Inside Icelands volcano ghost town being ripped apart by earthquakes

Tectonic activity damages roads in Iceland

Volcanic activity fears have flared in the Icelandic town of Grindavik, where roads are now laced with smoking cracks thanks to a succession of earthquakes.

Magma is swelling roughly 500 metres below Grindavik’s surface, which was, until recently, buzzing with activity from its 3,000 residents.

On Wednesday, November 15 alone, officials detected 800 tiny earthquakes, with recent clusters of activity creating up to 1,000 separate tremors, causing a series of haunting screeches across the area.

The community – some members of which fear they are “done for” following an eruption – has evacuated with essential belongings, leaving behind a small concentration of emergency workers minding the buildings and watching as the volcanic activity punches more cracks in the ground.

They are unable to do much more, as experts have warned the town’s destruction looms.

Pictures taken on the town’s outskirts show what appears to be white smoke emanating from cracks in the ground, with ridges created by the tremors rising over two feet tall.

A series of breaks in the asphalt on a main road would have stopped traffic in Grindavik, but the photos show empty streets dotted by individual emergency workers.

The cracks extend dozens of metres across the town, and, on top of being several feet high, are similarly wide across the ground, exposing deep trenches.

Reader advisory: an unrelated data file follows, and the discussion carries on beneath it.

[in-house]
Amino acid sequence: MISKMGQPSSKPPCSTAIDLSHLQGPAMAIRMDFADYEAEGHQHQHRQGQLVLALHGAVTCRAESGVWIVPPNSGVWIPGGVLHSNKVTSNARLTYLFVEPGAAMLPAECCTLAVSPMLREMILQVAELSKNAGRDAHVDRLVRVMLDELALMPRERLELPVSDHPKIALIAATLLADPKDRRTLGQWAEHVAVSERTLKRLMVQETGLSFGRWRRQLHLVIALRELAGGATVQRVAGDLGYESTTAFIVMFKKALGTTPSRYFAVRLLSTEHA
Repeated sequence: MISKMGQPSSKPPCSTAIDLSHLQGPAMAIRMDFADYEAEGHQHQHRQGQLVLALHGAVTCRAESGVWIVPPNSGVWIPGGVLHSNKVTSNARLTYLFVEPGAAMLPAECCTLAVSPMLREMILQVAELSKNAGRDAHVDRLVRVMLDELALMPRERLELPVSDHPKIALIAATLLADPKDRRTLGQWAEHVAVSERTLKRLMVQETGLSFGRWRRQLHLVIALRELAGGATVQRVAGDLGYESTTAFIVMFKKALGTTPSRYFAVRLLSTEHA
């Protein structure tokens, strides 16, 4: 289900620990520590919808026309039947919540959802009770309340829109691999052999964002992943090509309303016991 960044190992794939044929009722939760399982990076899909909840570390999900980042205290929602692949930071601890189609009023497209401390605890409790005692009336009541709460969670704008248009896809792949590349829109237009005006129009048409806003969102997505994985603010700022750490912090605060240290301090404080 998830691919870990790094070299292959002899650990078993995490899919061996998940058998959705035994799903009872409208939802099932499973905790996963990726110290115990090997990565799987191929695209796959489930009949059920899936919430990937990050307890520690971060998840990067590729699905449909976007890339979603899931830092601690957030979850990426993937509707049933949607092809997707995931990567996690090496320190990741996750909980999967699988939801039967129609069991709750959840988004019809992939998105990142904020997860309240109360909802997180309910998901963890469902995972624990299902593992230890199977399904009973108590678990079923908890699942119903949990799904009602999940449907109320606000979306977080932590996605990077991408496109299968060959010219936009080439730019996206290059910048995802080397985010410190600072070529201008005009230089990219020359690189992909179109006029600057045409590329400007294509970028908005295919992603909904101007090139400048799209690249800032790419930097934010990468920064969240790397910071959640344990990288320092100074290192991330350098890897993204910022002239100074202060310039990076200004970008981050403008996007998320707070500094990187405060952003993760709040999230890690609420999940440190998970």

Icelandic authorities have warned the Reykjanes peninsula – the area in which the town is located – will only see this type of activity increase, and potential visitors have been told to keep an eye on travel warnings.

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As fears continue to ramp up over an imminent eruption, the Icelandic Met Office (IMO) said activity experienced by Grindavik would ripple across the peninsula.

Speaking to the BBC, the IMO’s Dr Matthew Roberts said: “We expect to see volcanic eruptions along the peninsula, not just repeatedly in the same location.”

Instability, Dr Roberts said, could last for decades, and officials have issued a state of emergency but the coming eruption likely won’t be as explosive as people expect.

He told the broadcaster that, while the town appeared to have been hit “like an underground freight train”, over the weekend, the incoming eruption wouldn’t prove too typical of those seen in Iceland before.

He said: “We’re not expecting an explosive eruption.”

But that won’t mean the town escapes unscathed, as he warned residents would have to wait weeks before they can return to their homes.

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